Christmas Campaign – a Non-Profit’s First Social Media Strategy

Social media marketing campaigns are simply in that they connect with people in a social and causal environment. The prospective consumer is looking through their friend’s vacation pictures one minutes and signing up for your 5k to save the pet shelter the next. Social media campaigns are also complex in that you need to properly collect and report on the efforts and returns to measure the outcomes. Time and money are put into the workings of social media campaigns just as they are billboards or printed advertisements. Once the idea of social media marketing, adverting and measurements is understood, the possibilities are endless and the sky is the limit to the return on your investment in both soft and hard measures.


Great River Family Promise is a shelter serving homeless families in central Minnesota. I worked with them during their first year in operation and over the holiday season I planned and hosted a Christmas celebration for all of the families we had served in that year. The shelter is a small faith-based nonprofit that operates 85% on private donations and 15% on grants. There was no extra money in the kitty to host such an event and not enough time to apply for a grant. So, once again we needed to reach out to our private funders. Our shelter was using Facebook as a social platform for casual interaction with those interested in knowing more about our services and mission. The page had been used very little for the acquiring funds or support. The director mostly provided updates on families and community happenings. I decided running a campaign through Facebook for our Christmas party was worth a try.

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I devoted between 7-8 hours to the social media campaign every week for the three weeks that it was running. I researched what other area organizations were doing to promote giving in the holiday season, posted asks/thank yous and information about the campaign as well as corresponding with interested individuals.

I was serving as an AmeriCorps VISTA member during this time and the stipend received was very low. Spending 8 hours a week on this project cost the organization a little over $125 for the entire campaign. The total monetary value of all items brought in by the campaign was $3,783.44. Our $3783 in profit minus our cost of $129 divided by $129 gives us an ROI of 2,800% for this Christmas campaign! With those funds, all families were given everything we had wished to provide and more!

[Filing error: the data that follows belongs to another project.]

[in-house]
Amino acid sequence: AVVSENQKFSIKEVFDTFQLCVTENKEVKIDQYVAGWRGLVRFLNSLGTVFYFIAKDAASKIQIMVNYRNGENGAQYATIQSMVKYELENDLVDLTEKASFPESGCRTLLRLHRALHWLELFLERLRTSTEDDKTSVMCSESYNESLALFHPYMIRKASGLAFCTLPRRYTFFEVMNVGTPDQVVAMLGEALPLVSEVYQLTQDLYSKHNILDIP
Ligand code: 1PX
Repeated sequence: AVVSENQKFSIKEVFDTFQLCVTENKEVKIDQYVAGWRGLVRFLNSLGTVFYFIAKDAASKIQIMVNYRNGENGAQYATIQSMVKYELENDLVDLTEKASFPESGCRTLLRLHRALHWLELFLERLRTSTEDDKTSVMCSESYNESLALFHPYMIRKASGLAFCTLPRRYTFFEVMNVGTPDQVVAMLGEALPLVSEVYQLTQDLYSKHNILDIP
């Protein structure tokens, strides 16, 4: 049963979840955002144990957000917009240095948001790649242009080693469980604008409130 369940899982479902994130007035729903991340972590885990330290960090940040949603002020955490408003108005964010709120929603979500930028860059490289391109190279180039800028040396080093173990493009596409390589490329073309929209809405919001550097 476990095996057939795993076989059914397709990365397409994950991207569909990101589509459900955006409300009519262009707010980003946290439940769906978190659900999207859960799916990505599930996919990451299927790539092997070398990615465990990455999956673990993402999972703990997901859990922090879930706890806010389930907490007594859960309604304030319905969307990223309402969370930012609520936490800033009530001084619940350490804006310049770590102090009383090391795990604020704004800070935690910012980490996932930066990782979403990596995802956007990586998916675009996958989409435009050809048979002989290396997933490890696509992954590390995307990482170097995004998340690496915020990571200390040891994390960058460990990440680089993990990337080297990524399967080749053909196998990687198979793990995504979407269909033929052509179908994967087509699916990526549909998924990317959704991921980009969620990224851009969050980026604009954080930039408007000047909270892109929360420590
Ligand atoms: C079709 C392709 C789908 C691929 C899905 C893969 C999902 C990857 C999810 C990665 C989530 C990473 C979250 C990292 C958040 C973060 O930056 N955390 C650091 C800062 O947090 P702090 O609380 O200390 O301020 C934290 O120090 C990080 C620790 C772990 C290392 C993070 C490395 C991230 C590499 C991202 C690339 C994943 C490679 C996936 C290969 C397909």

See my presentation for more information on this campaign.


Photo credits:




  1. Great presentation! You’re calculations make perfect sense. In the past I had a hard time seeing the values, profits and costs within a non-profit organization. I found your summary particularly informative as you explained all of these values!


  2. Great campaign Kasey!
    A great example for this assignment. I love your cause, it is unfortunate that there is such a need. Are you still in touch with the shelter? Do you know if some of the families have successfully made it on their own? I hope your campaign grows every year now that you have created a framework for the organization’s fundraising. Congrats on your hard work!


  3. Kasey

    One of the best Hard ROI demonstrations. You remembered to include all aspects of ROI which includes salaries and not only budgeted marketing or social media dollars. I was equally as impressed that you didn’t assume like most people that a volunteer’s time is free. You also included this in your calculations. This allowed for a true Soft ROI vs. Hard ROI measurements that can be used by this organization.

    Thanks Kasey – Great presentation — full of information that can be used toward developing good strategies and future content.


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